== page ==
hyperchloremia

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hyperchloremia

 [hi″per-klo-re´me-ah]
excess of chlorides in the blood; this occurs as a result of fluid deficit for which the kidney seeks to compensate by reabsorbing large amounts of water and the chloride dissolved in it. The signs and symptoms of hyperchloremia are the same as those of acidosis. adj., adj hyperchlore´mic.

hy·per·chlor·e·mi·a

(hī'pĕr-klōr-ē'mē-ă),
An abnormally large amount of chloride ions in the circulating blood.
Synonym(s): chloremia (2)

hyperchloremia

/hy·per·chlor·emia/ (-klor-e´me-ah) an excess of chlorides in the blood.hyperchlore´mic

hyperchloremia

(hī′pər-klôr-ē′mē-ə)
n.
An abnormally large amount of chloride ions in the blood.

hyperchloremia

[-klôrē′mē·ə]
Etymology: Gk, hyper + chloros, green, haima, blood
an excessive level of chloride in the blood that results in acidosis. Also spelled hyperchloraemia.

hy·per·chlor·e·mi·a

(hī'pĕr-klōr-ē'mē-ă)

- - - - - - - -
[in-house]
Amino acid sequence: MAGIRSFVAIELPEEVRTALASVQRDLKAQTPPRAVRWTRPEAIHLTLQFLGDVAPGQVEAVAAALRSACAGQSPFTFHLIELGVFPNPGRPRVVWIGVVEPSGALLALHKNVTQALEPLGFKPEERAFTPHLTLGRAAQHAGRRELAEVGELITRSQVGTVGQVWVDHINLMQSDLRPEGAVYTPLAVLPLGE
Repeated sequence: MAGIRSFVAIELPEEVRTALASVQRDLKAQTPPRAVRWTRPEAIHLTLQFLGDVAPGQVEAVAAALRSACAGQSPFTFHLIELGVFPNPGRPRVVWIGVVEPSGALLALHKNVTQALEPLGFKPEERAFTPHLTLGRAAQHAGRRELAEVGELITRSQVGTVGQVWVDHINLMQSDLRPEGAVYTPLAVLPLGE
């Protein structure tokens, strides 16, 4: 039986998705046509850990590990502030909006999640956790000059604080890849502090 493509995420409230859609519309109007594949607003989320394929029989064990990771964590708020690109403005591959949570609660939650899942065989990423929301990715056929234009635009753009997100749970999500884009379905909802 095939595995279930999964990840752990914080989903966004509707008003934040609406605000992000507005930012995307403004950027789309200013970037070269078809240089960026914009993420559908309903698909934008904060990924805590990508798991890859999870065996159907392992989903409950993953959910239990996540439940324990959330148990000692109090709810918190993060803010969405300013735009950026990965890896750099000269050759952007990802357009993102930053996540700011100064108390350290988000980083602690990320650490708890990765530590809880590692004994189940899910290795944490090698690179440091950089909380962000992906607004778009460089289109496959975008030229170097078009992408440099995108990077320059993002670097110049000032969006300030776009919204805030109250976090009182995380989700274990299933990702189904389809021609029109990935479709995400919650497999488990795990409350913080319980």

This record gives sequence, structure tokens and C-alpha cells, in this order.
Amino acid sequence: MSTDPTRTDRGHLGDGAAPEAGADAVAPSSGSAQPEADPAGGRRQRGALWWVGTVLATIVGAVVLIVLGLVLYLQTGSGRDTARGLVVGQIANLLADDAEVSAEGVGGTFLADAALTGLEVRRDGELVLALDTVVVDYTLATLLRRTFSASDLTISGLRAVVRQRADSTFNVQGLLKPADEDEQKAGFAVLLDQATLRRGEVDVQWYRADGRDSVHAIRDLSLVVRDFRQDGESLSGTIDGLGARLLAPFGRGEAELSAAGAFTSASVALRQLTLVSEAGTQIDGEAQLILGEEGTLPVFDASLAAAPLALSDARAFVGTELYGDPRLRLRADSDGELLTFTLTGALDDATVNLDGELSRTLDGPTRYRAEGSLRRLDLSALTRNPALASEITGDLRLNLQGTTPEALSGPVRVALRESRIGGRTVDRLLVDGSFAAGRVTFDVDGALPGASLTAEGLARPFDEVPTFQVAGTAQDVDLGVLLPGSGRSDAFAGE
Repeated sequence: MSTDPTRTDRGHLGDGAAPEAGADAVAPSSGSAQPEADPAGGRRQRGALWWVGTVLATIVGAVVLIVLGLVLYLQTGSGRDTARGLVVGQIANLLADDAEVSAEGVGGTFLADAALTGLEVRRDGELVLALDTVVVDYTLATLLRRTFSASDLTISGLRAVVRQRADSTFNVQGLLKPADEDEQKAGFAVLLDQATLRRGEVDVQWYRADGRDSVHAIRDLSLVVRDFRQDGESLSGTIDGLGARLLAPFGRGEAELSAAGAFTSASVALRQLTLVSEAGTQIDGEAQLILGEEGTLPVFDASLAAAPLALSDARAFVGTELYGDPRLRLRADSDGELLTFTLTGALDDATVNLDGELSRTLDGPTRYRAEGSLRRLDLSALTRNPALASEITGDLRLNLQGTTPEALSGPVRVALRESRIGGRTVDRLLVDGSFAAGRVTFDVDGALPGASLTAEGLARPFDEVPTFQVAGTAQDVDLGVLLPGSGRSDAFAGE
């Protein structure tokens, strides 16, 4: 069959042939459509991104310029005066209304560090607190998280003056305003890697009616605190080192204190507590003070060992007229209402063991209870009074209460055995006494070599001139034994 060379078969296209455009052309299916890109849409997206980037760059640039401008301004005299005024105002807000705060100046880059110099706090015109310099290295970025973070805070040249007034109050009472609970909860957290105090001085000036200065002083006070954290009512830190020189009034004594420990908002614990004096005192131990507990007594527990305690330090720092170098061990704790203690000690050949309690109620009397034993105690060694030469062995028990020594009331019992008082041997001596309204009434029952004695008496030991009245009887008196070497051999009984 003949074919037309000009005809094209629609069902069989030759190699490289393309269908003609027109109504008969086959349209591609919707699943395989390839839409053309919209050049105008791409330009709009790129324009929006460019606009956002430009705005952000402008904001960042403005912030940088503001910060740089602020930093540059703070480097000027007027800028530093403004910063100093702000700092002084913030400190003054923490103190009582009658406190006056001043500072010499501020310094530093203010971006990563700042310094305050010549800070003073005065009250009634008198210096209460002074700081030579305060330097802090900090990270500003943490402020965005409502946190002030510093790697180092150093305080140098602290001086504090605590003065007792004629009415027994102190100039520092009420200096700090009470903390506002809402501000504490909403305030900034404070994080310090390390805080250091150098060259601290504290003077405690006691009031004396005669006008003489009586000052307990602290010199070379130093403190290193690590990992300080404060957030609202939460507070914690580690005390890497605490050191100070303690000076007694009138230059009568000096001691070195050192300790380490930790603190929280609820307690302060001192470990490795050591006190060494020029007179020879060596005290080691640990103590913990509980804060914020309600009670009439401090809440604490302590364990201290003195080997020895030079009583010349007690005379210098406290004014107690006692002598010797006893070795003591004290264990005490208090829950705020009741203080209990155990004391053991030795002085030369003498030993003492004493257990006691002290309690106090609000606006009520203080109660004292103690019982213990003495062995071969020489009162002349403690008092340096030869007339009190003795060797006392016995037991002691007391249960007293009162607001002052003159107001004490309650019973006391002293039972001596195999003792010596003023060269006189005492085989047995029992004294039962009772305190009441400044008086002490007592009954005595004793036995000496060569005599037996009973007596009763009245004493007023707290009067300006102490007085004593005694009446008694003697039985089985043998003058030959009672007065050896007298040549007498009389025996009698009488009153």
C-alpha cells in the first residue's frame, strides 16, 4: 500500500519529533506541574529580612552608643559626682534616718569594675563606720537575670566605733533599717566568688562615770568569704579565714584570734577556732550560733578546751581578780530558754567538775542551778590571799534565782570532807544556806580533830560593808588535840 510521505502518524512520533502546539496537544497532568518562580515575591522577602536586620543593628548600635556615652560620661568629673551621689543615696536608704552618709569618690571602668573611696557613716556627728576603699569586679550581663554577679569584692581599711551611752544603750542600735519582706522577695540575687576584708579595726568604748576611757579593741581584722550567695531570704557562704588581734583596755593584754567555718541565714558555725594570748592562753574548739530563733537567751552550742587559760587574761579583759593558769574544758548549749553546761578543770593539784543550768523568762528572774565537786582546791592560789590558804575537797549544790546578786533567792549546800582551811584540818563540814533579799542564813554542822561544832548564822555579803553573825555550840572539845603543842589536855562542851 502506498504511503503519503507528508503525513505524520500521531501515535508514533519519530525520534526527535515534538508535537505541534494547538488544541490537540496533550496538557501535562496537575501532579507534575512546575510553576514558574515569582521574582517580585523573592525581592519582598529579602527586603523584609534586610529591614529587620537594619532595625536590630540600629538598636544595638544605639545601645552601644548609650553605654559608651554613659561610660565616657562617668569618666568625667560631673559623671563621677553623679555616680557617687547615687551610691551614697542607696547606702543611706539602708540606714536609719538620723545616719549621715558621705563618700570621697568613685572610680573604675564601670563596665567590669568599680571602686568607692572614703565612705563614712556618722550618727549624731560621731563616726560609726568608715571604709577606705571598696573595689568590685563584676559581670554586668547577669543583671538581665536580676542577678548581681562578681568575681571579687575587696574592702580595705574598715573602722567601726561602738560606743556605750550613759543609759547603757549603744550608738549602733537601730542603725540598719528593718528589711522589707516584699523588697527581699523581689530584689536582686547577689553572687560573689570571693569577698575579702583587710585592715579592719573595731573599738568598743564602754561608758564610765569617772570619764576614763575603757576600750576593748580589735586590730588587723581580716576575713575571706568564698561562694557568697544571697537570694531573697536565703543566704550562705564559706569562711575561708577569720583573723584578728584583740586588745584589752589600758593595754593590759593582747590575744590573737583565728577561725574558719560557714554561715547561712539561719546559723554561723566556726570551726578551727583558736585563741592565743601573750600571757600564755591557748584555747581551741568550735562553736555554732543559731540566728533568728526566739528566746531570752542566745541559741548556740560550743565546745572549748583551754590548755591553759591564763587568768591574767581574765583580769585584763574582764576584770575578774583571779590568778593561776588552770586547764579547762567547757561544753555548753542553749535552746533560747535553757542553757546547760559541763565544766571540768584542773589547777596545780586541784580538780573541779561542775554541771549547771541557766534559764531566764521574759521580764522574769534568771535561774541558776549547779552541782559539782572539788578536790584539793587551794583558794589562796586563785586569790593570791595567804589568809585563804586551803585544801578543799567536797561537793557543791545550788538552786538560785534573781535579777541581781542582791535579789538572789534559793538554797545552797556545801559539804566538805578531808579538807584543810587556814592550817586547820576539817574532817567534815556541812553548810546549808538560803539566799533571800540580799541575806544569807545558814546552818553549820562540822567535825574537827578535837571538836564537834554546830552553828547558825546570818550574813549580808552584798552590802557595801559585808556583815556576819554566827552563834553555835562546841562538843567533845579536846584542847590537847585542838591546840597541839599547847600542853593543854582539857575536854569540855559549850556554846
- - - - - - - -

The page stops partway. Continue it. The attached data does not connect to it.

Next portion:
An abnormally large concentration of chloride ions in the circulating blood.
Synonym(s): hyperchloraemia.

hyperchloremia,

n disproportionate levels of chloride in the blood. Causes acidosis.

hy·per·chlor·e·mi·a

(hī'pĕr-klōr-ē'mē-ă)
Abnormally large amount of chloride ions in the circulating blood.
Synonym(s): hyperchloraemia.

hyperchloremia

excess of chlorides in the blood; occurs as a result of fluid deficit for which the kidney attempts to compensate by reabsorbing large amounts of water and the chloride dissolved in it. The clinical signs of hyperchloremia are those of acidosis.
References in periodicals archive ?
Hyperchloraemia is a common consequence of kidney injury, and although previously thought innocuous has a detrimental effect on outcome when combined with another acidosis.
Several individual electrolyte concentrations also differed between groups at T2 and T3, most notably the appearance of hyperchloraemia in the bicarbonate-balanced group at both time points.
Experimental hyperchloraemia reduces renal blood flow and glomerular filtration rate (18) and causes inducible nitric oxide synthase (iNOS) activation, acute lung injury and intestinal dysfunction (19-21).
This was either because the patients were critically ill with multiple potential causes of metabolic acidosis, or because the laboratory parameters presented could neither conclusively establish an elevated serum lactate concentration, nor exclude hyperchloraemia as a cause of acidosis.